Vonnies cottage was lots of fun except for the rain. However, we did very well amusing ourselves
indoors. Inventory may be a head-ache to lots of us, but the hour lunch period was wonderful.
Several of us including Irene Leabu and Collette, two gals we don't see much of, took a picnic lunch
to Island Park, one noon. Notes Miscellany: Doris Ehnis - fishing but no fish. Dortha - showing us
Oriental novelties sent by sailor husband. Ginny - a first-rate cleaning lady. Just look at the
vault and see. Also slightly on the mechanic type but couldn't find the canary in her car. Alice
Blanchard - Pinch hitting for vacationing secretaries in General Accounting. Mary Jane and Doris -
-receiving cards from employee Doris Miller. Clara - Rushing round in a bright red apron. Joyce -
recovering from moving into her new apartment and from routing-book rash. Grace - received very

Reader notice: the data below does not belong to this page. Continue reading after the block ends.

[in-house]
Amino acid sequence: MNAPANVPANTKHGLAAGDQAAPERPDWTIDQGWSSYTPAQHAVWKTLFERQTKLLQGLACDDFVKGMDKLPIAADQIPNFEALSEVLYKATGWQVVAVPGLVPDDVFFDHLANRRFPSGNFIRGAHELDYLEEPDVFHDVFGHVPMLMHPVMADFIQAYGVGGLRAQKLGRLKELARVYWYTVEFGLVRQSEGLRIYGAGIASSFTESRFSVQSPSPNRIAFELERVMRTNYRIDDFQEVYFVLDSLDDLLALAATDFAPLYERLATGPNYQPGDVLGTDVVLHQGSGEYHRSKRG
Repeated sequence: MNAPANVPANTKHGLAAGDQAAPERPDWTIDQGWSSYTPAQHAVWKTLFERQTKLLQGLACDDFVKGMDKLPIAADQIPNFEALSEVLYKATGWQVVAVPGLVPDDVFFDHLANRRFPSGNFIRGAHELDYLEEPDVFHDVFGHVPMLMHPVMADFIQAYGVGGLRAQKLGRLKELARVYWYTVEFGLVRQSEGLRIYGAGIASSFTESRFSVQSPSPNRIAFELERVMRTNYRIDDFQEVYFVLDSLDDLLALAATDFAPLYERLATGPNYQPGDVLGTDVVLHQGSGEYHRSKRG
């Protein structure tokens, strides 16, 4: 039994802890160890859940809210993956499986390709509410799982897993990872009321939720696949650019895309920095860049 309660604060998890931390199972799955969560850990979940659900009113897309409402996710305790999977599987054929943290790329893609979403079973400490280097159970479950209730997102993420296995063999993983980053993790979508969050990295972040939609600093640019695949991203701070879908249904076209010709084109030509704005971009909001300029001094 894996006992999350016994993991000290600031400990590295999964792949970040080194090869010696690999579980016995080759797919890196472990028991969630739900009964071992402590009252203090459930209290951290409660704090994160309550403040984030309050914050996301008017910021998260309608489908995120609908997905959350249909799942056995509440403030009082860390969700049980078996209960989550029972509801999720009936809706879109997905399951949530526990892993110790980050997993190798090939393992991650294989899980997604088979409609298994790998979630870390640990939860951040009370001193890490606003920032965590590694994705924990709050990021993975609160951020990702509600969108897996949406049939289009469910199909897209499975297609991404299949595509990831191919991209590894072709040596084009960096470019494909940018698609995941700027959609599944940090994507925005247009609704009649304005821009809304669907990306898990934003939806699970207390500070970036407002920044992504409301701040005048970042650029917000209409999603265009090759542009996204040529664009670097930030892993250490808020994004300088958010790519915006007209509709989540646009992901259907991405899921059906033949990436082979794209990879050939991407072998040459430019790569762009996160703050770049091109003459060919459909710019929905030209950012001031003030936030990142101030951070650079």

interesting necklace from husband stationed in South Pacific. Eunice - having X-Rays. Glenn- working
at both ends of office when Papa Rookes passed the candy. Alyce - Canning beans from her garden.
Wilmot - New permanent and hair-do. Also several pairs of new shoes. Marie - spending her spare
minutes grocery shopping and hunting receipts.
Jim Norris - found elusive raincoat among the time cards during the Saturday A.M. cleaning. Russ
Warren - marking time. Les-giving the girls a: demonstration on how to tie neck-ties without a
mirror. Harry- very fond of opening arïdclosing windöws! Juanita - Gained backjost weight
ancj .iecovered from cold since Mrs. Dean's
return. Joe - the exception to prove the rule, would like inventory more of ten :so he could keep
on brewing coffee in his -private sanctuary. y Torn (the auditor) - went home (Detroit) to gët
'a ';good nights sleep 'but very yóüng ': iaüghter had different ideas. Likes
Clerh( up hair-do much ietter than down-do.
Kathryn - taking a bevy of mermaids, Nancy, Jöycë, Bobbie, Merna,.añcl Norma,
swimming. We hope thëre'will be pictures next month.
The Argus Ramblers and Independents Had an Enthusiastic, If SmalL Audience at Their Last Game of
Vacation is over for half of the department while the other half is still sleeping in this week.